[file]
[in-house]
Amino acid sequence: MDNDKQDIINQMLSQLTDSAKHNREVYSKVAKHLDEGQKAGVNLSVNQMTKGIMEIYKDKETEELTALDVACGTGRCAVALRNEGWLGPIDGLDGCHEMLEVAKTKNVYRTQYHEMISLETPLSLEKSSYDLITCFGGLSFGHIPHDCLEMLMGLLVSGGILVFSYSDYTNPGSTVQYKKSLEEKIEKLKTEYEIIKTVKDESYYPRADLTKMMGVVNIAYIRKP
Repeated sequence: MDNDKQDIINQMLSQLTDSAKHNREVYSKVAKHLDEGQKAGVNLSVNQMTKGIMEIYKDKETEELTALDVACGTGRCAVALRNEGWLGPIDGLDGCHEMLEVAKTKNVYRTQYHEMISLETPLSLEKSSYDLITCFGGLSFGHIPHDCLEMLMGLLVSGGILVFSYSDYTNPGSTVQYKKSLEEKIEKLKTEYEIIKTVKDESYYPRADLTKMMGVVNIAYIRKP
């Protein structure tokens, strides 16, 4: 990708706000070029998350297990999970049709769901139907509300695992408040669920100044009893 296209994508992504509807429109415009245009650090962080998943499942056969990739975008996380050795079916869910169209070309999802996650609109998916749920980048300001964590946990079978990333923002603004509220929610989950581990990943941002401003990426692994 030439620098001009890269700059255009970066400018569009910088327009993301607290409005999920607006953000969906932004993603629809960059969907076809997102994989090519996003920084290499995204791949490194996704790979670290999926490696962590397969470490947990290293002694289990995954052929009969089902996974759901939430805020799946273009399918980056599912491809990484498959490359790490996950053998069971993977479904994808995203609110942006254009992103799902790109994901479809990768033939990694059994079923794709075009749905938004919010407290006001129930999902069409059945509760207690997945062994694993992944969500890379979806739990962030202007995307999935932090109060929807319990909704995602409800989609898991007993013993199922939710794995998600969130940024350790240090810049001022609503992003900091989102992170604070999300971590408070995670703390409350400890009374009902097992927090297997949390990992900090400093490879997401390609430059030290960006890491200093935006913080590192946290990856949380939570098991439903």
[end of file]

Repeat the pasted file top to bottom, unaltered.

[in-house]
Amino acid sequence: MDNDKQDIINQMLSQLTDSAKHNREVYSKVAKHLDEGQKAGVNLSVNQMTKGIMEIYKDKETEELTALDVACGTGRCAVALRNEGWLGPIDGLDGCHEMLEVAKTKNVYRTQYHEMISLETPLSLEKSSYDLITCFGGLSFGHIPHDCLEMLMGLLVSGGILVFSYSDYTNPGSTVQYKKSLEEKIEKLKTEYEIIKTVKDESYYPRADLTKMMGVVNIAYIRKP
Repeated sequence: MDNDKQDIINQMLSQLTDSAKHNREVYSKVAKHLDEGQKAGVNLSVNQMTKGIMEIYKDKETEELTALDVACGTGRCAVALRNEGWLGPIDGLDGCHEMLEVAKTKNVYRTQYHEMISLETPLSLEKSSYDLITCFGGLSFGHIPHDCLEMLMGLLVSGGILVFSYSDYTNPGSTVQYKKSLEEKIEKLKTEYEIIKTVKDESYYPRADLTKMMGVVNIAYIRKP
């Protein structure tokens, strides 16, 4: 990708706000070029998350297990999970049709769901139907509300695992408040669920100044009893 296209994508992504509807429109415009245009650090962080998943499942056969990739975008996380050795079916869910169209070309999802996650609109998916749920980048300001964590946990079978990333923002603004509220929610989950581990990943941002401003990426692994 030439620098001009890269700059255009970066400018569009910088327009993301607290409005999920607006953000969906932004993603629809960059969907076809997102994989090519996003920084290499995204791949490194996704790979670290999926490696962590397969470490947990290293002694289990995954052929009969089902996974759901939430805020799946273009399918980056599912491809990484498959490359790490996950053998069971993977479904994808995203609110942006254009992103799902790109994901479809990768033939990694059994079923794709075009749905938004919010407290006001129930999902069409059945509760207690997945062994694993992944969500890379979806739990962030202007995307999935932090109060929807319990909704995602409800989609898991007993013993199922939710794995998600969130940024350790240090810049001022609503992003900091989102992170604070999300971590408070995670703390409350400890009374009902097992927090297997949390990992900090400093490879997401390609430059030290960006890491200093935006913080590192946290990856949380939570098991439903």